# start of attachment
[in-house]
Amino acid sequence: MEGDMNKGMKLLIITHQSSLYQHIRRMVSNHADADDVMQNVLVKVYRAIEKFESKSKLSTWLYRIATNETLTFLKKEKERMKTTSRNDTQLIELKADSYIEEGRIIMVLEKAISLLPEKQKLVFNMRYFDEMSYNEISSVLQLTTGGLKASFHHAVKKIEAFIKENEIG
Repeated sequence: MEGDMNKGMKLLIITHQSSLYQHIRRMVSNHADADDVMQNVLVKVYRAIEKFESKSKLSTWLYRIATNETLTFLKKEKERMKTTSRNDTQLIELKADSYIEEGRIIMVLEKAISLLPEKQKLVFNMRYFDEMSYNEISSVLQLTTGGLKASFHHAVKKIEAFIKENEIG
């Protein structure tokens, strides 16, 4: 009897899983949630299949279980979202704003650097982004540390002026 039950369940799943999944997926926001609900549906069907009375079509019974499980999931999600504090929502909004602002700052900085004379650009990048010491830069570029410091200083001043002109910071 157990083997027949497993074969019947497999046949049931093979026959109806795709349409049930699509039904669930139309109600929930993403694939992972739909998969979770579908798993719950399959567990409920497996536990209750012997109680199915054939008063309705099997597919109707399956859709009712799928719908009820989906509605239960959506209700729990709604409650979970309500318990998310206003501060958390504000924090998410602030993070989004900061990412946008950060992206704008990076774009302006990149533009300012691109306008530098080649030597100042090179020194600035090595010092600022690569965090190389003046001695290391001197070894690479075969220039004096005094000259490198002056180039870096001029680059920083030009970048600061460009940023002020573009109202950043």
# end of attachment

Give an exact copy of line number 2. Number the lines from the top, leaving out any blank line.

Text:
Amino acid sequence: MEGDMNKGMKLLIITHQSSLYQHIRRMVSNHADADDVMQNVLVKVYRAIEKFESKSKLSTWLYRIATNETLTFLKKEKERMKTTSRNDTQLIELKADSYIEEGRIIMVLEKAISLLPEKQKLVFNMRYFDEMSYNEISSVLQLTTGGLKASFHHAVKKIEAFIKENEIG